Knowledge at Wharton: How do you make the business marriages between the two regions work? I see that your company specializes in cyber security, connected car technologies, fintech, artificial intelligence, machine learning and cloud technology.

Leung: I would probably be too bold, frankly, if I were to go into Israel by myself. I have a partner [Isaac “Yitz” Applbaum] who has been going to Israel for the last 25 years. He is connected politically there [as senior advisor to the mayor of Jerusalem for public private partnerships]; he is connected commercially there. … He’s an entrepreneur himself and he’s been in the venture business for two decades. So, we partner up whereby I would be able to find like-minded people in the East to go in with us.

But my partner is part of that ecosystem in Israel, and to some extent in the U.S. and Silicon Valley as well. He has a network to source, frankly, some of the best deals and inventions. The key is, how do you make sure that the best deals go to you? I think that’s the trick.

“The key is how do you make sure that the best deals go to you?”

That’s why it’s a partnership, and once we come together we basically … picked out the domains that you just talked about because we think those are the ‘unfair’ competitive advantages of Israel compared to the other technology centers in the world today, like Silicon Valley, maybe China, Canada, London. … We also talk to the local VCs, we talk to the best entrepreneurs locally, we look at the incubators. And the word gets around in terms of the kind of value add we want to bring to the table. People see the value, and you find that chemistry, and overlap.

Knowledge at Wharton: Tell us a about your sources of funding.

Leung: By and large, the source of funding is an investment vehicle comprised of only three LPs [limited partners]. Other than myself and my partner, the bigger contribution to the pool is one of the most prominent families in Hong Kong. And the total amount — we won’t be able to talk about, but I would say it’s a very, very substantial amount as far as early stage venture investing is concerned.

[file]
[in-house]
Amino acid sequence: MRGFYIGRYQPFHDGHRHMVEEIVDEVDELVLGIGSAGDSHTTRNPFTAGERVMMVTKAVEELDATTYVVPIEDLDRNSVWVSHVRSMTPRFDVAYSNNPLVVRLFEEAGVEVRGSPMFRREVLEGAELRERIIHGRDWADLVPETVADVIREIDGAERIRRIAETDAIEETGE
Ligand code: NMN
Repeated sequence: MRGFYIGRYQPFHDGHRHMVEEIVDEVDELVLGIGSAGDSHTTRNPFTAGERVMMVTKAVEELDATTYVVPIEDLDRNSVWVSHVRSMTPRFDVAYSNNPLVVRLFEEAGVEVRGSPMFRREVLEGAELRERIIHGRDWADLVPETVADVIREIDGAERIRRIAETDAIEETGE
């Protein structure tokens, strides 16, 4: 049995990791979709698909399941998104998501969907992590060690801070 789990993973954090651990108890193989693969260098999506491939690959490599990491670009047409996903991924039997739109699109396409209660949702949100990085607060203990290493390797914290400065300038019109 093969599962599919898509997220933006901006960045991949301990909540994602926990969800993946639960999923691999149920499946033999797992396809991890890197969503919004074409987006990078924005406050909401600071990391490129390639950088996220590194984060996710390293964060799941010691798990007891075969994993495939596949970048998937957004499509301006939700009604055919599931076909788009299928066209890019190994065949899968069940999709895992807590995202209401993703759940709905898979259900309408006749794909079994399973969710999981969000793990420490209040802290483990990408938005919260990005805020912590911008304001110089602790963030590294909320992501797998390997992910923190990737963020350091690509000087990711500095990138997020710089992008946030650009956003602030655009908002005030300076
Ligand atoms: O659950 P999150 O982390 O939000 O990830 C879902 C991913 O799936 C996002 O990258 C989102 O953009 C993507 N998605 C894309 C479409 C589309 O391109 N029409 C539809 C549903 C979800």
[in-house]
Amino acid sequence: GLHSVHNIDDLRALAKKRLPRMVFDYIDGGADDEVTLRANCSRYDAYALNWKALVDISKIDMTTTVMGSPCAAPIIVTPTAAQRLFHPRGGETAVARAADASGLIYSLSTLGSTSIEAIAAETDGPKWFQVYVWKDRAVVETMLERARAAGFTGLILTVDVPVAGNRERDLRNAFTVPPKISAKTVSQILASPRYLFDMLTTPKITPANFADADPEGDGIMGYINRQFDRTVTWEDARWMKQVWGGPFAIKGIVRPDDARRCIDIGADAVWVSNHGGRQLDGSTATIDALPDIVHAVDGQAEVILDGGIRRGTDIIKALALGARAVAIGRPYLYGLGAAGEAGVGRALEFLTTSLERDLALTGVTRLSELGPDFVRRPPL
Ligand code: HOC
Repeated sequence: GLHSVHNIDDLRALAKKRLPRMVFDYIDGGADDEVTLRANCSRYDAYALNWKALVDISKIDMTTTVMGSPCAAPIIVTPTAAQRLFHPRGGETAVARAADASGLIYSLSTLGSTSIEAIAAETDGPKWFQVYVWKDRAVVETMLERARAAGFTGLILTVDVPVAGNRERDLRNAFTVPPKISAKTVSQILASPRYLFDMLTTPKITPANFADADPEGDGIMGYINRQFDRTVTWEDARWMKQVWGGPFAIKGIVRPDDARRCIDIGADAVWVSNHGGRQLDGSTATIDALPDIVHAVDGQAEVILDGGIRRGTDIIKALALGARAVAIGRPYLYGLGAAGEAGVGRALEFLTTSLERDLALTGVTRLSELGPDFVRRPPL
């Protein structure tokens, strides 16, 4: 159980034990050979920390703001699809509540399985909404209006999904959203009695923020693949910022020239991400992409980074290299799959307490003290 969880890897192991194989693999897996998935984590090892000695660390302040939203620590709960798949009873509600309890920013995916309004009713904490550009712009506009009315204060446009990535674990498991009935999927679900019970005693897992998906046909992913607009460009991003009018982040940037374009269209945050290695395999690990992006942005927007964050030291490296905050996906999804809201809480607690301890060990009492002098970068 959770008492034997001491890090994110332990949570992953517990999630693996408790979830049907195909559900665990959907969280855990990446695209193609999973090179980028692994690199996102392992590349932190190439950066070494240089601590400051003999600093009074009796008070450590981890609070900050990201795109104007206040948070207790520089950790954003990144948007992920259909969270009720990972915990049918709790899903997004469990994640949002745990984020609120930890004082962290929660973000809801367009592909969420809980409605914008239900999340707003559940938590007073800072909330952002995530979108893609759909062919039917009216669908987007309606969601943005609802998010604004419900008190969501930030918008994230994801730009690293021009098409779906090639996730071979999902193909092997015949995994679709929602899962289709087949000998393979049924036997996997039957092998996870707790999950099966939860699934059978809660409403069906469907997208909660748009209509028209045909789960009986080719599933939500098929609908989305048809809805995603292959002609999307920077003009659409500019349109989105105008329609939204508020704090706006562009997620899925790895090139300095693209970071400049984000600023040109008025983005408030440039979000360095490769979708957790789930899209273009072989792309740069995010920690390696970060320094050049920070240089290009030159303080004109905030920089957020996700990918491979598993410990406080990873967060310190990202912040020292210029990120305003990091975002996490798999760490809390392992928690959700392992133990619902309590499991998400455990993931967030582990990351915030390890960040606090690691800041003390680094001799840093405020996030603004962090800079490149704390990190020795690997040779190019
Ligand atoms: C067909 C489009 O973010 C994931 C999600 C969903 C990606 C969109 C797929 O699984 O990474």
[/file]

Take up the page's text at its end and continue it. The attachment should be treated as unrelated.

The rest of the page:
Knowledge at Wharton: One company you have invested in is Armeron, a web security company. This is very interesting today — everyone’s talking about hacking, and we’ve had all of these security breaches. Tell us about that company.

Leung: Armeron is a very interesting company because it is going to take on the biggest player in web application firewalls, and that big player out there is a listed company called Imperva. To make it simple for everybody: The traditional way of preventing attacks is to blacklist, come up with a blacklist of people who cannot enter the system, and your list grows. But then, you can have a lot of problems such as false negatives, false positives, and it’s very cumbersome to actually execute. You have people involved, you have a machine involved, you’ve got all sorts of different combinations and it’s still not working very well.

Armeron takes on a completely different approach. Instead of ‘blacklisting’ they do ‘whitelisting.’ There doesn’t need to be a blacklist. Once a source comes through the web application firewall, [they take] the defense approach in technology — they can figure out whether you’re a good guy or a bad guy [based on] where you come from, how you came through, and where you’re going.

I want to be able to explain it in very simple terms, and I’m sure this is not the most technical of terms that one can use to describe it, but this is really what it’s trying to do. Shifting from a methodology of ‘blacklisting,’ which I think people are familiar with, into a very new methodology called ‘whitelisting.’

Knowledge at Wharton: You have had a front-row seat to the history of China’s transformation. You were involved in one of the top investment banks in China for 20 years. What are some of the highlights you’ve seen, some of the major themes you’ve witnessed in finance but also in other areas?

Leung: China learned very fast from the best practices outside of China. They take it home, they then basically find their own version of what works and they scale it up. And they do it in a way that is quite unique and forward-looking, and state-of-the-art. I admire China for that.